Aug 31, 2017 | Atlanta, GA
Where did you attend school?
I received a Bachelor of Science in nursing from Georgia Baptist College of Nursing. I chose Georgia State for my Master’s level Women’s Health Nurse Practitioner program.
How long have you been a staff member at Georgia Tech?
17 years in November!
Why did you decide to pursue a career in nursing?
My father passed away from cancer when I was 15 years old. Throughout his journey, I saw firsthand how vital nurses were to the wellbeing of both the patient and the patient’s family. The expertise and compassion I observed in his caregivers made quite an impression on me and I had a desire to pursue Nursing so that I could provide that same type of care for others.
Have you always worked in women’s health? If not please explain?
Most of my career has been dedicated to Women’s Health. I was a hospital nurse for 5 years, caring for new mothers and their babies. When I went back to graduate school, the Women’s Health Nurse Practitioner program was a natural extension of the knowledge gained from my hospital experience.
What do you love most about your job?
I love that my role at Stamps Health Services is multifaceted. I am able to provide direct care to our students and I also have opportunities to offer Health Education on a variety of topics, both to individuals and groups. I am involved with committees and initiatives that allow me to connect with the campus outside of Stamps Health Services, and that interaction really fosters a sense of community.
How have you seen SHS evolve throughout your time here?
Stamps Health Services has grown in many ways since I started here in 2000. In 2003, we were able to move into a wonderful new facility (our previous location is where the Klaus Advanced Computing building now stands). We have achieved AAAHC accreditation, we successfully transitioned to an electronic health records system, and we have more staff, offering a wider array of services than ever before!
What is a common misconception about women’s health that you would like to change?
One common misperception is that pelvic exams are painful. When a pelvic exam is necessary, I take care to ensure the comfort of my patient. I typically consult with the patient in my office space prior to the exam because I want to make sure the student understands the process and has time to ask questions. I use small speculums and even have pediatric sized speculums if needed. I always work with my students to tailor exams to the needs of the individual.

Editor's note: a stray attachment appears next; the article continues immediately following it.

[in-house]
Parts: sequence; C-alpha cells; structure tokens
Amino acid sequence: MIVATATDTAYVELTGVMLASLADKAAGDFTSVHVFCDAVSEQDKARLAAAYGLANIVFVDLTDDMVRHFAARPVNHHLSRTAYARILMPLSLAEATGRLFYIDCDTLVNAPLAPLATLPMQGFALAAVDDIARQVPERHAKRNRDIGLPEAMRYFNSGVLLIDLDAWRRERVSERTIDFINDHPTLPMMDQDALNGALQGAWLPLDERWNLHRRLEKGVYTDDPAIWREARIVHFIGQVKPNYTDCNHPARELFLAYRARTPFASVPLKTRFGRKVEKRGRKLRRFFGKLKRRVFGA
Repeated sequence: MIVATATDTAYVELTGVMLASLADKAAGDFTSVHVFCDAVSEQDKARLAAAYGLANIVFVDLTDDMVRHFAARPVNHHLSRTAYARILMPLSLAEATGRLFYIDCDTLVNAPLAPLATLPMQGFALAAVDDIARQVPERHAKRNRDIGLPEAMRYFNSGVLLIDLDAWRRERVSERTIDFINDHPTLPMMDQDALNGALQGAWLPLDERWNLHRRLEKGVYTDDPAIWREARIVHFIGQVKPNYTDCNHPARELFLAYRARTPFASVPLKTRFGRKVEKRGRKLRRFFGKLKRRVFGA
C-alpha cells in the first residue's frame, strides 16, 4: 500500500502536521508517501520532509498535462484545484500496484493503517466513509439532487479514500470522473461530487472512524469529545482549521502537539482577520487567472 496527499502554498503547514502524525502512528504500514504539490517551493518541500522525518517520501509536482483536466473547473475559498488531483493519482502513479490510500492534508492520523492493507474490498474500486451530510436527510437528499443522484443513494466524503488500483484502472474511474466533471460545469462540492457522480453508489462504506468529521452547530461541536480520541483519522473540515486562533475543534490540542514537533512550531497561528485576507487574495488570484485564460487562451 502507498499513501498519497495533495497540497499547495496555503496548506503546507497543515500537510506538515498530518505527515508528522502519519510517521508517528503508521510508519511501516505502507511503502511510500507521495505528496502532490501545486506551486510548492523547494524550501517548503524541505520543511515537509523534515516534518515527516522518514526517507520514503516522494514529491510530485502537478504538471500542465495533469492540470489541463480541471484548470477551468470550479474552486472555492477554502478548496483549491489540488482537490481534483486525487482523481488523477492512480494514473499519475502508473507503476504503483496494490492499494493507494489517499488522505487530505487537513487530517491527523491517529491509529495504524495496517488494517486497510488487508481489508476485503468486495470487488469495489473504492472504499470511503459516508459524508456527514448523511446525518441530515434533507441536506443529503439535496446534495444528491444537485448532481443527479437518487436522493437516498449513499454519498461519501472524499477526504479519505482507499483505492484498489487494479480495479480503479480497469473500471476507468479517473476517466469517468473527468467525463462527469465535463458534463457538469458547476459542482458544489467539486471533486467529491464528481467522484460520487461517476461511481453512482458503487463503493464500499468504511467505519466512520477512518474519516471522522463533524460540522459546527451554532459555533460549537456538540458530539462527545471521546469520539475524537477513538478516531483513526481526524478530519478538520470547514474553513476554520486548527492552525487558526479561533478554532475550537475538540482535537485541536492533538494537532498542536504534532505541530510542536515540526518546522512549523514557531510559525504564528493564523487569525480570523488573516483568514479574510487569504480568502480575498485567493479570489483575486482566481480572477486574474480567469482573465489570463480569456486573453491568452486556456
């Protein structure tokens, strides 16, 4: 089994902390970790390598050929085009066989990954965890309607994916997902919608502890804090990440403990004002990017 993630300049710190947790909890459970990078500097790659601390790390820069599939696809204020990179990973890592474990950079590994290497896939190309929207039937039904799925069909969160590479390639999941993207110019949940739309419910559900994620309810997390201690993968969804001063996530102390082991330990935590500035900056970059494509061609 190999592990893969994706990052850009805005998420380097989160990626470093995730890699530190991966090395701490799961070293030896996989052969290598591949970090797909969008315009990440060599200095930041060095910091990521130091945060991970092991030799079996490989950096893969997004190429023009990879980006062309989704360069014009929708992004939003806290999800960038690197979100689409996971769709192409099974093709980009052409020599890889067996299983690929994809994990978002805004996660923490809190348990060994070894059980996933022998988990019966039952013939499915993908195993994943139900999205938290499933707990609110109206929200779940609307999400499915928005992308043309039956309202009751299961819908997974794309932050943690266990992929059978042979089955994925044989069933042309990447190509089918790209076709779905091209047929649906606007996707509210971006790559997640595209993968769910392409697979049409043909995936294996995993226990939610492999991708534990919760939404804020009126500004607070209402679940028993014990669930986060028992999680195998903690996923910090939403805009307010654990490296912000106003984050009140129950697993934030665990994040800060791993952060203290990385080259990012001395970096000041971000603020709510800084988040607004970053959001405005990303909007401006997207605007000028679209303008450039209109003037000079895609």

Why are annual visits to a women’s health clinic so important among college students?
A yearly wellness visit is so much more than just an exam (In fact, sometimes an exam may not even be needed)! This routine visit is an opportunity to discuss any concerns that you may have regarding your body and reproductive health, your menstrual cycle, optimizing bone and heart health and various other health related topics. You may wish to discuss your contraceptive needs or perhaps you want to plan for a healthy pregnancy. Your provider can perform a breast exam, test for sexually transmitted infections or collect a cervical cancer screen (age 21 and over). Problems and concerns can be addressed at an annual visit as well. Even if you have no gynecologic needs right now, it is a great idea to schedule a time to talk. We recommend that you establish a relationship with a Women’s Health provider before you have an issue.
What do you like to do when you are not at SHS?
I love to read (my favorite is classic science fiction), and I stay busy supporting my children’s sports pursuits. I also love all things Disney! We often vacation at Disney World in Orlando or on Disney Cruise Line.